There is no real downtime for an inter-county footballer these days with the winter as important to be ready for the next season as the work you put in once the season gets going. "As the saying goes, you don't come to training to get fit, you go to training fit. That's the way it's gone at this stage, it's something that you get used to." He pays tribute to the work of the strength and conditioning team in getting Mayo in top shape for the hard road they've travelled. "I suppose it's what to expect after last year, you kind of knew what to expect to keep yourself well for the next game, which was a massive part of it. If you're not recovering right coming into the next game, you're at a disadvantage straight away. But last year we learned some lessons and we definitely learned some lessons this year about recovery and things like that. Week on week recovery is huge.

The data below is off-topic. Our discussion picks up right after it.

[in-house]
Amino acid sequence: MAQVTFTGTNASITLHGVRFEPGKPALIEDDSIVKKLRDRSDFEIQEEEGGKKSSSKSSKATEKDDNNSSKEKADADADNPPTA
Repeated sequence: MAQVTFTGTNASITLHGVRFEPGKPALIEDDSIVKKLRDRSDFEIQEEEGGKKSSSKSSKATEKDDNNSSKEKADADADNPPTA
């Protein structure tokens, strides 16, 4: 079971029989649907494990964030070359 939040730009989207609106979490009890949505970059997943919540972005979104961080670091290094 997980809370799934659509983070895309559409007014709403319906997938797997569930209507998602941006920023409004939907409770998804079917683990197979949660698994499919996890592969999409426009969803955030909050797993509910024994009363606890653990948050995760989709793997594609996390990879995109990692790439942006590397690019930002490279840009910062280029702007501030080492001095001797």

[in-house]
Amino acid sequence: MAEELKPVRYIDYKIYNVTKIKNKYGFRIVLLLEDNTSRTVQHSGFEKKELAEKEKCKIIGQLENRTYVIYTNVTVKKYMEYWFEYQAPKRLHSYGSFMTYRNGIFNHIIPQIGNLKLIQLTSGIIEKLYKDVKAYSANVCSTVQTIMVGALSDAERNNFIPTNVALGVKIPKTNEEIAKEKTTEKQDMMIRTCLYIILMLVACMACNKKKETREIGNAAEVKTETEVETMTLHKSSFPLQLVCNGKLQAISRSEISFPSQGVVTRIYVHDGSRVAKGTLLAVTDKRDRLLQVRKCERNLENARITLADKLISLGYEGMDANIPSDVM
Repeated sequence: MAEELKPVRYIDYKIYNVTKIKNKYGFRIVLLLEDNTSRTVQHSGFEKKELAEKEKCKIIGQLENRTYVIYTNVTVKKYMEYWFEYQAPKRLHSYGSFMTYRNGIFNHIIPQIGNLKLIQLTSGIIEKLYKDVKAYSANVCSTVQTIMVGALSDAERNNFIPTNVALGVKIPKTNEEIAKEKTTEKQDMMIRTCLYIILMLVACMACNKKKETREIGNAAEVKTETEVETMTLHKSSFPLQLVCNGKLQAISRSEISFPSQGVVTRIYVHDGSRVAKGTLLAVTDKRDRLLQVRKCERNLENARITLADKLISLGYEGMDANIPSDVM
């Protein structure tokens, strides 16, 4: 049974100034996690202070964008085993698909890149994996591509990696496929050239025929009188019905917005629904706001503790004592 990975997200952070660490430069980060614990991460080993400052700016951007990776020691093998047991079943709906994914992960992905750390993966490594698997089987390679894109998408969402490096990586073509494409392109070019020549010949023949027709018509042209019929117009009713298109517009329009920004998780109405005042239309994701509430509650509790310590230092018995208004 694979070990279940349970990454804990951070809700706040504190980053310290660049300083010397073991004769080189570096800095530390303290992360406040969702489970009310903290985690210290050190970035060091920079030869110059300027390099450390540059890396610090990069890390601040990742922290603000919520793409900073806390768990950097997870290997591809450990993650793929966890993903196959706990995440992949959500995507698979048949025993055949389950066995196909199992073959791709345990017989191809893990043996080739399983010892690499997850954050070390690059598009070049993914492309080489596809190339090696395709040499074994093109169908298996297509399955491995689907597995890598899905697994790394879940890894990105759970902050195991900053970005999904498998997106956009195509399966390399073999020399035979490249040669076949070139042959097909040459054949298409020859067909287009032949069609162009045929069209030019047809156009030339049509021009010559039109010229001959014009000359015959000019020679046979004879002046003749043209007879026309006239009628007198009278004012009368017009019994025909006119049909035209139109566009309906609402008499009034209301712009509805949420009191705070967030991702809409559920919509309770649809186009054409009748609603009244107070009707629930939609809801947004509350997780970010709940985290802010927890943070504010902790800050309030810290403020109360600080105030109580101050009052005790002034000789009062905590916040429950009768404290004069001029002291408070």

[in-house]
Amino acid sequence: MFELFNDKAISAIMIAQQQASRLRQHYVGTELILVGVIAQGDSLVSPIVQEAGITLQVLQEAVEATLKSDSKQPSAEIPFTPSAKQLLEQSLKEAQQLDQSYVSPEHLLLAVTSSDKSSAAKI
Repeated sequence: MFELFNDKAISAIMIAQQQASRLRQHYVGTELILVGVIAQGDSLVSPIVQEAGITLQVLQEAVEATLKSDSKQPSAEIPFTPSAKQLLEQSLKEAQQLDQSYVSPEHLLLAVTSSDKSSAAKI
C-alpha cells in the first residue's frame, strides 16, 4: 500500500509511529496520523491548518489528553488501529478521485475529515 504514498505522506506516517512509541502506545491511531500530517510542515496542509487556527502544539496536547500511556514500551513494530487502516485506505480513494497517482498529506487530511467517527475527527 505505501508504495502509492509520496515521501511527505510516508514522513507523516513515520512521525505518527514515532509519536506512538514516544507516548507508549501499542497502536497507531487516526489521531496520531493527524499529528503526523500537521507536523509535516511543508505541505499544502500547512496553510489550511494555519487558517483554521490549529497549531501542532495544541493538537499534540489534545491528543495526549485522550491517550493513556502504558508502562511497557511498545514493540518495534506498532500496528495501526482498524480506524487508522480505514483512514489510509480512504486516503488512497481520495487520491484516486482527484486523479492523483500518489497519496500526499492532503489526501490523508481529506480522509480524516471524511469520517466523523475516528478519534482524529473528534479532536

"We've a serious backroom team, Barry Solan, Conor Finn and a savage medical team, you're monitored all the time. They had us in a good position they had us do a lot of work over the winter time and during the league to be ready for championship, each game drove us on more. At the end of the year you might get a few weeks off, but it's straight into the gym; it's like the food, your body will not be good if you're not doing something — you see lads even aside from the organised training heading into the gym to get a bit of work done."
Harrison has established himself as one of the best defenders in the game and if the work he has put in on and off the field over the last few years pays off on Sunday, he'll be a happy man and the whole county will remember his name for years to come.